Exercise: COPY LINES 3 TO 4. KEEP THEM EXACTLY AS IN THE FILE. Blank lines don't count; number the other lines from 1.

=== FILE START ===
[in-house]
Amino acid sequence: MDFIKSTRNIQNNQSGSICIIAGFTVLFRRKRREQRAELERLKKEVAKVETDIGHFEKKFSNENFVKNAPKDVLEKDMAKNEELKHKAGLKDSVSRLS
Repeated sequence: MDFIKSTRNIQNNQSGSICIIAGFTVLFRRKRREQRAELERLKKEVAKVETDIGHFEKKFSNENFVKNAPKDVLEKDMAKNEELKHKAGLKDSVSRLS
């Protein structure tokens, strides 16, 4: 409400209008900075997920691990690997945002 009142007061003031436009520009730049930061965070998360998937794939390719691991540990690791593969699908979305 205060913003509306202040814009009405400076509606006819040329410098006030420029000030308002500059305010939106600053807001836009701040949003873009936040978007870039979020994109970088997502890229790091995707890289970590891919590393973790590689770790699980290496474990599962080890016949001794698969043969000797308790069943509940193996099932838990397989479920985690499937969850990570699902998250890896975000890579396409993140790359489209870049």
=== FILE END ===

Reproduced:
Repeated sequence: MDFIKSTRNIQNNQSGSICIIAGFTVLFRRKRREQRAELERLKKEVAKVETDIGHFEKKFSNENFVKNAPKDVLEKDMAKNEELKHKAGLKDSVSRLS
């Protein structure tokens, strides 16, 4: 409400209008900075997920691990690997945002 009142007061003031436009520009730049930061965070998360998937794939390719691991540990690791593969699908979305 205060913003509306202040814009009405400076509606006819040329410098006030420029000030308002500059305010939106600053807001836009701040949003873009936040978007870039979020994109970088997502890229790091995707890289970590891919590393973790590689770790699980290496474990599962080890016949001794698969043969000797308790069943509940193996099932838990397989479920985690499937969850990570699902998250890896975000890579396409993140790359489209870049």